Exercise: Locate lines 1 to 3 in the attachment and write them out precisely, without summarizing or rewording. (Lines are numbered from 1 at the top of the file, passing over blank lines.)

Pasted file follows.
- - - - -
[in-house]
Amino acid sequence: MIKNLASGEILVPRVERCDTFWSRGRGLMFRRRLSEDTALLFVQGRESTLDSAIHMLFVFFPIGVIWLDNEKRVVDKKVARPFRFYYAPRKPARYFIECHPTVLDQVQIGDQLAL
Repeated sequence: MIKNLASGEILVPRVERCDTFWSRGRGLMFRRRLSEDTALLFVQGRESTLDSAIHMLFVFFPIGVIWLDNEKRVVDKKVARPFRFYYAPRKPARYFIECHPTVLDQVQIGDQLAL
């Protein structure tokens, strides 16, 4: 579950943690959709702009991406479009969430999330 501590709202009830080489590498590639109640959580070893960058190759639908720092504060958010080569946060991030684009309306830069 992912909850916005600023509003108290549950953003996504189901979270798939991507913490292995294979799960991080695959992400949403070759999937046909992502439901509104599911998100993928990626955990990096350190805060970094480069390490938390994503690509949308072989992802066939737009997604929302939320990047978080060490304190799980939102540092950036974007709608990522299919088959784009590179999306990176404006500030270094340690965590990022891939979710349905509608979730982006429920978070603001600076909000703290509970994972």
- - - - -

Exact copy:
[in-house]
Amino acid sequence: MIKNLASGEILVPRVERCDTFWSRGRGLMFRRRLSEDTALLFVQGRESTLDSAIHMLFVFFPIGVIWLDNEKRVVDKKVARPFRFYYAPRKPARYFIECHPTVLDQVQIGDQLAL
Repeated sequence: MIKNLASGEILVPRVERCDTFWSRGRGLMFRRRLSEDTALLFVQGRESTLDSAIHMLFVFFPIGVIWLDNEKRVVDKKVARPFRFYYAPRKPARYFIECHPTVLDQVQIGDQLAL